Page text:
Medication errors are surprisingly common and cause thousands of injuries and deaths each year. Since 1992, the FDA has tracked incidences of medication errors, and there have been over 30,000. These errors can be caused by poor communication, an error by the physician or pharmacist, or failure to disclose medications you are currently taking.
As the patient, you expect your doctor to prescribe the right medication at the right dosage to treat your condition. Unfortunately, mistakes are made and the results can often be deadly. There are ways you can decrease your risks of dealing with a medication error.
Make a list of current medications
If your doctor does not know which medications you are currently taking, they cannot make sure there is no interaction between those and the prescribed drug. Because it is often easy to forget the names of medications and their doses, come prepared to your appointment with a list of them. Include any herbals, supplements or over-the-counter medications in your report.
Ask to speak in simple terms about the medication
If you do not understand why your doctor is prescribing a medication, ask him or her to slow down and explain it to you in terms you can understand. Ask questions about what the medication does, how long you are supposed to take it and if there are foods or activities you should avoid while taking the medication.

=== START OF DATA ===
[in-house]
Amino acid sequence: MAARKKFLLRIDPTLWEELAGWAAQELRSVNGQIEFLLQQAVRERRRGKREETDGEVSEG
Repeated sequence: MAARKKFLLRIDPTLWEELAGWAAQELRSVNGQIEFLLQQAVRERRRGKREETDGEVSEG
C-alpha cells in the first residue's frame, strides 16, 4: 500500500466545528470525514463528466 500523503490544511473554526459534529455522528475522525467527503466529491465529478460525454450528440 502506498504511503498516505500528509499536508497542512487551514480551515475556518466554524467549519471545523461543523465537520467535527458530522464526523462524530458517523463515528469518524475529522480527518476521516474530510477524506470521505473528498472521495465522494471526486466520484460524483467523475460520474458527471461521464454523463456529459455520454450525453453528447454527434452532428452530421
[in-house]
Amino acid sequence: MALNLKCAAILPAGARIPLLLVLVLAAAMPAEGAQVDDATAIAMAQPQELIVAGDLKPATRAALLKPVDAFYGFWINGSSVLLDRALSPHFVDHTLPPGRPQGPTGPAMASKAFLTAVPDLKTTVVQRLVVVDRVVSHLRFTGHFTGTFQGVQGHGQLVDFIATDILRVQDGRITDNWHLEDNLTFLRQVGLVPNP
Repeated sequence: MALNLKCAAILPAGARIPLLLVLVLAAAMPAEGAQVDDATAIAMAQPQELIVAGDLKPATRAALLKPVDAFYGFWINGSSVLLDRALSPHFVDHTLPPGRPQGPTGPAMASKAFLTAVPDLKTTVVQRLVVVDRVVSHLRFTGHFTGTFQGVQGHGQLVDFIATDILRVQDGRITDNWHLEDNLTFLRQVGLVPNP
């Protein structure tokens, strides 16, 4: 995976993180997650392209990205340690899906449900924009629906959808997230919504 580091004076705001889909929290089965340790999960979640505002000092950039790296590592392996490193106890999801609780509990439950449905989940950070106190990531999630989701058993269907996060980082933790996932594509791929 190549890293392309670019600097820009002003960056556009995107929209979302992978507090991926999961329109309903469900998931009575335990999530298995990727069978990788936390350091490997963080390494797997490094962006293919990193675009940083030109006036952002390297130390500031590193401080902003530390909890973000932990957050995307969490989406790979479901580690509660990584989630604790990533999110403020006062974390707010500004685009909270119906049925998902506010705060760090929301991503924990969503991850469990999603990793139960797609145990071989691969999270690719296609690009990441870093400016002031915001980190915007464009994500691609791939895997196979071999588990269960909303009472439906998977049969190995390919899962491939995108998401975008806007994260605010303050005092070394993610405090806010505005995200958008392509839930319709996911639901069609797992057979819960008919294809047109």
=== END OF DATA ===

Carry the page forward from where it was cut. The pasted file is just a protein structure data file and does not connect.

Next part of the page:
Double check at the pharmacy
Something as simple as handwriting can be the cause of many medication errors. If a pharmacist misreads what the doctor wrote, you could end up with the wrong medication or dosage. Before leaving the pharmacy, check what your doctor told you against what the pharmacist gave you.
Know your rights as a patient
You may be vigilant and safe about the medications you take, but mistakes can still happen. If this is the case and you are concerned about compensation for injuries you suffered or the likelihood that the error will happen again, you may want to speak to an attorney about representation.